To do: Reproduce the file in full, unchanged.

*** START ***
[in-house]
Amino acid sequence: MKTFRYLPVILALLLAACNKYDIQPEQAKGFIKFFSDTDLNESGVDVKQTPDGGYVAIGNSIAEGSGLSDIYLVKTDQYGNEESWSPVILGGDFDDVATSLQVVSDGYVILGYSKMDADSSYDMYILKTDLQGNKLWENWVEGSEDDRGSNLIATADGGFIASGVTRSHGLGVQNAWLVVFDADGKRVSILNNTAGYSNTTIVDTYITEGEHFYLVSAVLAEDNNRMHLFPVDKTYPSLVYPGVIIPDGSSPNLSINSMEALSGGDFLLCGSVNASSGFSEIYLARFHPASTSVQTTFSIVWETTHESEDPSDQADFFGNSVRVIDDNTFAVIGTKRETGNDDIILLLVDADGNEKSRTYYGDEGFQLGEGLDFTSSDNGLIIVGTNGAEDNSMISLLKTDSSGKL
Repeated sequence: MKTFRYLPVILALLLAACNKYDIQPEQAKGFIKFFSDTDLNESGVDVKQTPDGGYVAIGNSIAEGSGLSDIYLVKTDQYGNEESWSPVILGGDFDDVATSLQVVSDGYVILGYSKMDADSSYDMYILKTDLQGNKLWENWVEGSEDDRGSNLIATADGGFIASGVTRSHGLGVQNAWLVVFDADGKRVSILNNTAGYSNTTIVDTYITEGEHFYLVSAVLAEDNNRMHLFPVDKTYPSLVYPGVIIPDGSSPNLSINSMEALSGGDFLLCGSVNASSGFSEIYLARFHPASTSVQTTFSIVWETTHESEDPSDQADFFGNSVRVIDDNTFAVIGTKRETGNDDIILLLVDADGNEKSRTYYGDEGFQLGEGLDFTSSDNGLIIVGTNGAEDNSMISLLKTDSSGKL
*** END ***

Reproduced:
[in-house]
Amino acid sequence: MKTFRYLPVILALLLAACNKYDIQPEQAKGFIKFFSDTDLNESGVDVKQTPDGGYVAIGNSIAEGSGLSDIYLVKTDQYGNEESWSPVILGGDFDDVATSLQVVSDGYVILGYSKMDADSSYDMYILKTDLQGNKLWENWVEGSEDDRGSNLIATADGGFIASGVTRSHGLGVQNAWLVVFDADGKRVSILNNTAGYSNTTIVDTYITEGEHFYLVSAVLAEDNNRMHLFPVDKTYPSLVYPGVIIPDGSSPNLSINSMEALSGGDFLLCGSVNASSGFSEIYLARFHPASTSVQTTFSIVWETTHESEDPSDQADFFGNSVRVIDDNTFAVIGTKRETGNDDIILLLVDADGNEKSRTYYGDEGFQLGEGLDFTSSDNGLIIVGTNGAEDNSMISLLKTDSSGKL
Repeated sequence: MKTFRYLPVILALLLAACNKYDIQPEQAKGFIKFFSDTDLNESGVDVKQTPDGGYVAIGNSIAEGSGLSDIYLVKTDQYGNEESWSPVILGGDFDDVATSLQVVSDGYVILGYSKMDADSSYDMYILKTDLQGNKLWENWVEGSEDDRGSNLIATADGGFIASGVTRSHGLGVQNAWLVVFDADGKRVSILNNTAGYSNTTIVDTYITEGEHFYLVSAVLAEDNNRMHLFPVDKTYPSLVYPGVIIPDGSSPNLSINSMEALSGGDFLLCGSVNASSGFSEIYLARFHPASTSVQTTFSIVWETTHESEDPSDQADFFGNSVRVIDDNTFAVIGTKRETGNDDIILLLVDADGNEKSRTYYGDEGFQLGEGLDFTSSDNGLIIVGTNGAEDNSMISLLKTDSSGKL